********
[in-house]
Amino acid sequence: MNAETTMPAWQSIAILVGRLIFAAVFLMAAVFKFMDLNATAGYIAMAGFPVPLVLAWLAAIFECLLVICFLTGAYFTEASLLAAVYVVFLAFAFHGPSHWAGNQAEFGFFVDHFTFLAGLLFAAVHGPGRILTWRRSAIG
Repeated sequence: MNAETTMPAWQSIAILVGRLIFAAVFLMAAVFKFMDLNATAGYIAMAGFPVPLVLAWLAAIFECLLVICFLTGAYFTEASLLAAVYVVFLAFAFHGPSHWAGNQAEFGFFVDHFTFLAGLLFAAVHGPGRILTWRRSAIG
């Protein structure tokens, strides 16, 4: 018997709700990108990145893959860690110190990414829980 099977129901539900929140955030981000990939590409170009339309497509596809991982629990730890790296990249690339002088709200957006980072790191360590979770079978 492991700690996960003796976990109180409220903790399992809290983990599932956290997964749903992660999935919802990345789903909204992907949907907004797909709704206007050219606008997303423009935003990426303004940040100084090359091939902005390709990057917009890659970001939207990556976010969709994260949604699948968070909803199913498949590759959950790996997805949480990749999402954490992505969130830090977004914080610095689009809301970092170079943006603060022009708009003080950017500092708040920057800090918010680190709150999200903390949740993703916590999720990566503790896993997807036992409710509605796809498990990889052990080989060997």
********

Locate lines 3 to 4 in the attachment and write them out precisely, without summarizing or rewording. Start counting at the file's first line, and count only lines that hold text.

Repeated sequence: MNAETTMPAWQSIAILVGRLIFAAVFLMAAVFKFMDLNATAGYIAMAGFPVPLVLAWLAAIFECLLVICFLTGAYFTEASLLAAVYVVFLAFAFHGPSHWAGNQAEFGFFVDHFTFLAGLLFAAVHGPGRILTWRRSAIG
């Protein structure tokens, strides 16, 4: 018997709700990108990145893959860690110190990414829980 099977129901539900929140955030981000990939590409170009339309497509596809991982629990730890790296990249690339002088709200957006980072790191360590979770079978 492991700690996960003796976990109180409220903790399992809290983990599932956290997964749903992660999935919802990345789903909204992907949907907004797909709704206007050219606008997303423009935003990426303004940040100084090359091939902005390709990057917009890659970001939207990556976010969709994260949604699948968070909803199913498949590759959950790996997805949480990749999402954490992505969130830090977004914080610095689009809301970092170079943006603060022009708009003080950017500092708040920057800090918010680190709150999200903390949740993703916590999720990566503790896993997807036992409710509605796809498990990889052990080989060997």